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Care homes bear brunt of COVID

By LIU YINMENG in Los Angeles | China Daily | Updated: 2022-05-18 10:30
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Primary Care Nurse Supervisor Audnann Thomas (left) and Dr Charnell Cain converse at the Choctaw Health Center during the coronavirus disease (COVID-19) pandemic in Philadelphia, Mississippi, US March 7, 2022. [Photo/Agencies]

Long-term nursing facilities account for over 20% of 1 million virus deaths in US

The COVID-19 death toll in the United States officially hit 1 million on Monday, with more than 20 percent of fatalities occurring at nursing homes and long-term care facilities.

More than 200,000 residents and staff members at long-term care facilities have died from COVID-19 since the start of the pandemic, the latest data from the US Centers for Disease Control and Prevention show.

When the virus hit the US two years ago, it ravaged care homes. The death toll at such facilities made up nearly half of the national total, according to the Kaiser Family Foundation, a nonprofit that analyzes healthcare issues.

David Grabowski, a Harvard Medical School professor who studies long-term care, said that staffing shortages resulting from infection, inadequate testing and protective gear, and, until recently, a lack of effective treatments for COVID-19 had all contributed to the high fatality rates at nursing homes.

"If we could have prevented COVID in the community, then we would have saved a lot of nursing home lives," he said. "Even with the high rate of community spread, the US could have invested more in rapid testing and personal protective equipment."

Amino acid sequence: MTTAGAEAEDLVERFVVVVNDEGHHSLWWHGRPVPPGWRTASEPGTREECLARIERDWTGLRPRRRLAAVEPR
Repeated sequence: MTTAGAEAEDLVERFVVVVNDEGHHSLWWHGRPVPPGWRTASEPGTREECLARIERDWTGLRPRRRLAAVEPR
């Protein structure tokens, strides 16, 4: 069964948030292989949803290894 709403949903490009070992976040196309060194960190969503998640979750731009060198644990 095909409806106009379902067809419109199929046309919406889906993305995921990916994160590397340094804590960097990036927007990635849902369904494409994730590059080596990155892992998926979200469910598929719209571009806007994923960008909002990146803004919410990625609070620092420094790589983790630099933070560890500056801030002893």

Industry insiders said that preexisting problems such as government underfunding, a lack of comprehensive planning for public health emergencies and unclear guidelines from officials led to widespread infection in a sector that has been ignored for decades.

Public health officials at every level of government failed to prioritize long-term care at the beginning, leading to devastating consequences, the Washington-based American Health Care Association/National Center for Assisted Living, or AHCA/NCAL, said in an email statement.

"We were fighting an invisible virus with our hands behind our backs because of the lack of prioritization and the nature of the virus. COVID uniquely targets the elderly population and those with underlying conditions," the statement said.

The AHCA/NCAL said that the rapid spread of the virus in communities resulted in outbreaks at nursing homes.

Meanwhile, public officials were constantly changing their guidance, and instructions were often conflicted between various levels of government. It also took months for the facilities to procure medical supplies, it said.

Tony Chicotel, senior staff attorney at California Advocates for Nursing Home Reform, said that COVID-19 isolation and visitor restrictions made it harder for residents to recover from the illness. Due to staffing shortages, family members and friends were essentially acting as caregivers to the residents, he said.

In the week ending April 24, COVID-19 killed 79 care home residents and 10 staff members in the US. The death count represents a significant drop from the peak of the Omicron variant in January, when more than 1,500 residents died in a single week.

While infection and death rates have declined, staffing shortages continue to be a concern for many facilities, as job applications for nurses remain low, Chicotel said.

More work also is needed to increase vaccination and booster rates among residents and staff members, he added.

One in eight residents (about 150,000) and 1 in 9 staff (about 220,000) are not fully vaccinated, according to the AARP Public Policy Institute, which has been analyzing data on COVID-19 in nursing homes since 2020. AARP is a US-based interest group focusing on issues affecting those over age 50.

More than 1 million nursing home staff and over 350,000 residents have yet to receive a booster shot, and many of those who have gotten boosters may already be due for another, the AARP said.

"We are concerned that there will be outbreaks. There will be additional deaths that could've been avoided," Chicotel said. "I think it's imperative that we keep our guard up, especially in long-term care facilities with the resident population being so vulnerable."

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